Fear will make you do strange things. It will make you do terrible things.
Fear can make you hurt others. Ultimately, it will hurt you more than anyone else.
Zach Williams has recorded a song titled “Fear Is A Liar”. To date, the official has over 22 million hits. It captures well the destructive nature of fear.
It’s also true that fear functions as a God-given self preservation mechanism. The great quandary which confronts us requires us to discern between real and imagined fears.
As Jesus prepared for his return to heaven at the end of his earthly ministry, he told his disciples, “Peace I leave with you; my peace I give you. I do not give to you as the world gives. Do not let your hearts be troubled and do not be afraid.” (John 14:27) This promise forms a wonderful bookend to the events of Jesus’ birth.
Jesus was born into an environment filled with fear. His parents had made a long journey to Bethlehem out of obedience, and fear, of the occupying Roman legions. Although Judea experienced relative stability under the rule of Rome and the 33 year reign of Herod, it wasn’t exactly peace as we know it. Many people sought a return to true Jewish independence and purity of worship. While Herod maintained order with an iron hand.
Fear consumed Herod the Great. He was paranoid about protecting his throne. He killed family members. He executed his wife and his brother. He had his sons killed. He believed in eliminating all potential competitors to his power.
Consumed by fear Herod lashed out creating an environment of retribution and fear.
It wasn’t only family. Rebellions and revolts were not unusual during the reign of Herod. His commitment to extinguish these revolts kept him in the good graces of Rome. Like other provincial rulers of the time opposition was met with violence and usually death. By modern standards, Herod was a monster.
Life was cheap when it came to maintaining the peace and the power.
Then Jesus, the Messiah, the King of the Jews, arrived. Herod recognized the threat. He murdered all boys under the age of 2 in the village of Bethlehem.
Jesus was born in this world or fear. Jesus lived in this world of fear. Jesus’ parents fled to Egypt to protect their son’s life.
When we apply the titles of Isaiah 9:6 to Jesus, ‘Prince of Peace’ isn’t just filling in space to provide cadence. Herod had every right to fear Jesus. Jesus was born to become king. Jesus was born not only to replace Herod, but to replace Herod’s environment of fear with and environment of peace. Significantly, in contrast to Herod, Jesus wasn’t ever proposing to maintain peace through violence. He maintains peace through peace.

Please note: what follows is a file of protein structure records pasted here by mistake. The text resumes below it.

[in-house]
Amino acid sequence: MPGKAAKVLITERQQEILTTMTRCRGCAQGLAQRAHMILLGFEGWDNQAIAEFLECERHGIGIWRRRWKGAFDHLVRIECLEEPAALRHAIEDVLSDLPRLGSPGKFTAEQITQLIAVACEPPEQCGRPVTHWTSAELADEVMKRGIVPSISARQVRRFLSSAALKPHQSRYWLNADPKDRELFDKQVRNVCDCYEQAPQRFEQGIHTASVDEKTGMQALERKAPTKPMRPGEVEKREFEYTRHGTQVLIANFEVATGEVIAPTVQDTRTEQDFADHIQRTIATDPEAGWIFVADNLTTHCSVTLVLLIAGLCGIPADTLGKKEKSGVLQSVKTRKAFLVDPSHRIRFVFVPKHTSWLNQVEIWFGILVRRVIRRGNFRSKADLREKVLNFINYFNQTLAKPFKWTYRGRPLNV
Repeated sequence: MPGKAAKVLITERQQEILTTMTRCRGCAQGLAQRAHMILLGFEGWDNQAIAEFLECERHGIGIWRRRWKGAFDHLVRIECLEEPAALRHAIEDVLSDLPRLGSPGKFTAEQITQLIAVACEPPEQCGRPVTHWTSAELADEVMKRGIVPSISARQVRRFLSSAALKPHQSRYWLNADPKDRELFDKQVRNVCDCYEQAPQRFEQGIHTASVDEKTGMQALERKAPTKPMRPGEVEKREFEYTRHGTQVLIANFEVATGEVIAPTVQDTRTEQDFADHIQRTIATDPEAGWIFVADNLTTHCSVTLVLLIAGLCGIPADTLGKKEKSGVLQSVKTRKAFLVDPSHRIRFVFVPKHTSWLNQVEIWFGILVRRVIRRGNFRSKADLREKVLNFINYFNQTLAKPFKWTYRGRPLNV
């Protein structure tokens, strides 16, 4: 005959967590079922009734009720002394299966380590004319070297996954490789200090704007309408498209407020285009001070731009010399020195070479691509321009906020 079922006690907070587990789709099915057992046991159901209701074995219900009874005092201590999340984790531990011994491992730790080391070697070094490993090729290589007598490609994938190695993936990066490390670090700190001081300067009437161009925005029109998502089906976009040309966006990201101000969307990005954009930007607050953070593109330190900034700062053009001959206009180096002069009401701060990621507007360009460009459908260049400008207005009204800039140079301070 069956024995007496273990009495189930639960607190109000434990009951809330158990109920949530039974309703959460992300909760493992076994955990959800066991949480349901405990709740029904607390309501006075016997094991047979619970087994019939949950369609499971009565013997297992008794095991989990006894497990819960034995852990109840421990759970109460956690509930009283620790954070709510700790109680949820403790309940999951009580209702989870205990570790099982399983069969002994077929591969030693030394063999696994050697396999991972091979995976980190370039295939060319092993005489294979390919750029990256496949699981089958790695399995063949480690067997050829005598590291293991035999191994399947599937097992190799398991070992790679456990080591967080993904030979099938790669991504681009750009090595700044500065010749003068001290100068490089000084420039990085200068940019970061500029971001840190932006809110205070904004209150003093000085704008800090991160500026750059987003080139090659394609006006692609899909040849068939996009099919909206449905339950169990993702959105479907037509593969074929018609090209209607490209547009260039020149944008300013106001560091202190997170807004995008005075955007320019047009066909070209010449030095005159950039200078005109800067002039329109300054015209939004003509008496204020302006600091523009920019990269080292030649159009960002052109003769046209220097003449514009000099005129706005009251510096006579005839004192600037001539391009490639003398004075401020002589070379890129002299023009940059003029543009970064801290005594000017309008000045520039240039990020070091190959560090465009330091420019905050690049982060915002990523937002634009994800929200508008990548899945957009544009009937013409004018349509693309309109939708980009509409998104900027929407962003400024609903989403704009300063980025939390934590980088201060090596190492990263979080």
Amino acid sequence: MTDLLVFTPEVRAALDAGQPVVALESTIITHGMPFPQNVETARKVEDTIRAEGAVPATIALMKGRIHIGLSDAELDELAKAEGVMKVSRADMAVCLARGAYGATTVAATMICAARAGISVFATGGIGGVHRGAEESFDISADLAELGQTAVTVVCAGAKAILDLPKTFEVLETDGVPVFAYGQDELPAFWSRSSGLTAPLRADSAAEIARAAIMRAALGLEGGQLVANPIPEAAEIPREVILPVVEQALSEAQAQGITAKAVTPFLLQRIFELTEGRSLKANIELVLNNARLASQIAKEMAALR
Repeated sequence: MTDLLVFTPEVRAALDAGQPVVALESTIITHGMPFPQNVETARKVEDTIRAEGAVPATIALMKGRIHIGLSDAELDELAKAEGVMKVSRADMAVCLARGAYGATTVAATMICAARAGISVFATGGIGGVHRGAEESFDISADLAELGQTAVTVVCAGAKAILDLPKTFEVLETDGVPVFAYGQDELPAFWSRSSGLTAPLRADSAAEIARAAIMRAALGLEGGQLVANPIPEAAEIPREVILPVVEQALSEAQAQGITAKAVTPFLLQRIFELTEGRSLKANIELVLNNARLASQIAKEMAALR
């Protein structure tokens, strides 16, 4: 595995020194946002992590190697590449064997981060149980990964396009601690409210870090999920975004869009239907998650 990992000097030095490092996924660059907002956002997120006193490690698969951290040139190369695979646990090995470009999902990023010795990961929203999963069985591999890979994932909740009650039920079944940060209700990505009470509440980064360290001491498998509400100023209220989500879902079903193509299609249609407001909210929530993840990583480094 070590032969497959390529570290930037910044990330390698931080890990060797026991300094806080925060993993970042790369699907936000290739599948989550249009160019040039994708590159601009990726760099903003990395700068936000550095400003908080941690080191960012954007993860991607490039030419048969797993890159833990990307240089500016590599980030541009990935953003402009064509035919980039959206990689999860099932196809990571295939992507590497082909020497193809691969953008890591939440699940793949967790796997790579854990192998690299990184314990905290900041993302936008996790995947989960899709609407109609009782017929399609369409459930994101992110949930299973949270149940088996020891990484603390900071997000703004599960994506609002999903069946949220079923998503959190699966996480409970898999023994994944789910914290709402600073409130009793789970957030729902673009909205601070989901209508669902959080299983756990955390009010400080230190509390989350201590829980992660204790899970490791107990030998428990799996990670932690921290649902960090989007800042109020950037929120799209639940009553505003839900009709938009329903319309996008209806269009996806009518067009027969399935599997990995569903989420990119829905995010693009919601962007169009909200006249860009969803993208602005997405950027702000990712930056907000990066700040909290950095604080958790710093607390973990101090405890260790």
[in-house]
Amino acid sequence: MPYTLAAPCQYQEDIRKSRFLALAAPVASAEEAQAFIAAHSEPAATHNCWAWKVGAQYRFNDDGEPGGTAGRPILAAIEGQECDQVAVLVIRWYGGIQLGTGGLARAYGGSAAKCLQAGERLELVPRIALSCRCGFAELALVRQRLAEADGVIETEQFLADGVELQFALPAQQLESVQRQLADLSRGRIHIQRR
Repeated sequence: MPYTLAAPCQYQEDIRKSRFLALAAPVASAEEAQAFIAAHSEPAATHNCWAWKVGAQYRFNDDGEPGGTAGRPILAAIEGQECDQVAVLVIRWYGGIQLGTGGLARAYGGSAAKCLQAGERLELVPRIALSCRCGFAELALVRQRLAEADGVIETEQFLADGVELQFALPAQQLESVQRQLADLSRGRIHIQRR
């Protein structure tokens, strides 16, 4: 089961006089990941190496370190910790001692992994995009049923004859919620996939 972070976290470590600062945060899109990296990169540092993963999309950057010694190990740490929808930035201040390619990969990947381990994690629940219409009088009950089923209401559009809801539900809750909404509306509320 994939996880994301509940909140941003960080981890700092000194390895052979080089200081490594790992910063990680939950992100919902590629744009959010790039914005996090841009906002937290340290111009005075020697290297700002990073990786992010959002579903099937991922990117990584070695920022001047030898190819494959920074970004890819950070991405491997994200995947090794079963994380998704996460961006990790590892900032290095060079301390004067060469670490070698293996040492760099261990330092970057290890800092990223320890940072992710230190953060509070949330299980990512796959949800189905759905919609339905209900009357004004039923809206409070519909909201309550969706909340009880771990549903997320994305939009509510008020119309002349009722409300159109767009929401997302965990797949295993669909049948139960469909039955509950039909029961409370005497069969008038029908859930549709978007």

Thirty-three years later, Herod the Great is long dead. Jesus himself is about to die. But while Herod’s final days were filled with increased paranoia, Jesus could approach death and promise his followers, “Peace I leave with you; my peace I give you.”
Fear isn’t dead.
Fear is real, and sometimes it’s healthy.
But fear is often a liar. And when fear festers it fosters hurt and turmoil.
I’m not suggesting that all Jesus followers just need to “think happy thoughts” to solve all our problems. I am suggesting that we need to take seriously Jesus’ mission to bring peace to the world, including to our world.
The apostle Paul explains it this way in Romans 8:14,
“For those who are led by the Spirit of God are the children of God. The Spirit you received does not make you slaves, so that you live in fear again; rather, the Spirit you received brought about your adoption to sonship. And by him we cry, “Abba, Father.” The Spirit himself testifies with our spirit that we are God’s children.”
May the love and peace of Christ overcome your fears this Christmas and in the year ahead. May you find refuge in the arms of your Father and strength in His Spirit. May you find joy in your adoption as a child of God.
Coincidentally, the sermon topic scheduled for this week complements the topic we’ve been discussing on Wednesday night. Any basic introduction or overview of the Gospel of Luke will mention two themes that Luke gives special attention compared to the writers of the other Gospels: the poor, and women.
Luke doesn’t do this by including lengthy diatribes on the status of women in Jesus eyes, but by simply including them in his accounts. Like the other Gospels, Luke still focuses on the ministry of Jesus and the Twelve, but he’s more deliberate in mentioning the presence and work of women.